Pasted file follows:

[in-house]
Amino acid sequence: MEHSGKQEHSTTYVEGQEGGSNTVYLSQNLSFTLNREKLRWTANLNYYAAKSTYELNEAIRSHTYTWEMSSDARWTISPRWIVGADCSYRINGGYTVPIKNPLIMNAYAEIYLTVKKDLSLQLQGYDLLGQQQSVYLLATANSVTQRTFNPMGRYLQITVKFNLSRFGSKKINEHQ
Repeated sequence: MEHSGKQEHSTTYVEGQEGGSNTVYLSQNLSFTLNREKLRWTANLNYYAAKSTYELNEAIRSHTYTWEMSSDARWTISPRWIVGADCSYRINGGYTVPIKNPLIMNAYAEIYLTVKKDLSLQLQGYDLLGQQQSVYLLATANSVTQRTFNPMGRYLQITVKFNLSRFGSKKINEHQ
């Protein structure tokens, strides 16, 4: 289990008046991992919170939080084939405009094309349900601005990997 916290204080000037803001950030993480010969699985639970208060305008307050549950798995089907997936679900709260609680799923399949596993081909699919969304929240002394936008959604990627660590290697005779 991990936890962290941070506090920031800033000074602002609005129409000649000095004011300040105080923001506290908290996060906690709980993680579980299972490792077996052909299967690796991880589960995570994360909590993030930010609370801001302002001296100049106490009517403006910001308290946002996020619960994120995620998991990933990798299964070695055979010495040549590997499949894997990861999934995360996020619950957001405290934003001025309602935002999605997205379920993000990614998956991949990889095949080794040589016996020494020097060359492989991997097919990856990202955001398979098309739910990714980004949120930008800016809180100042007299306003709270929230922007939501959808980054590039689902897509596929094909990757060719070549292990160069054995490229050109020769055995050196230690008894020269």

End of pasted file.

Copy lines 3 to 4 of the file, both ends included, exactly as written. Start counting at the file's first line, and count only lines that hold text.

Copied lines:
Repeated sequence: MEHSGKQEHSTTYVEGQEGGSNTVYLSQNLSFTLNREKLRWTANLNYYAAKSTYELNEAIRSHTYTWEMSSDARWTISPRWIVGADCSYRINGGYTVPIKNPLIMNAYAEIYLTVKKDLSLQLQGYDLLGQQQSVYLLATANSVTQRTFNPMGRYLQITVKFNLSRFGSKKINEHQ
């Protein structure tokens, strides 16, 4: 289990008046991992919170939080084939405009094309349900601005990997 916290204080000037803001950030993480010969699985639970208060305008307050549950798995089907997936679900709260609680799923399949596993081909699919969304929240002394936008959604990627660590290697005779 991990936890962290941070506090920031800033000074602002609005129409000649000095004011300040105080923001506290908290996060906690709980993680579980299972490792077996052909299967690796991880589960995570994360909590993030930010609370801001302002001296100049106490009517403006910001308290946002996020619960994120995620998991990933990798299964070695055979010495040549590997499949894997990861999934995360996020619950957001405290934003001025309602935002999605997205379920993000990614998956991949990889095949080794040589016996020494020097060359492989991997097919990856990202955001398979098309739910990714980004949120930008800016809180100042007299306003709270929230922007939501959808980054590039689902897509596929094909990757060719070549292990160069054995490229050109020769055995050196230690008894020269």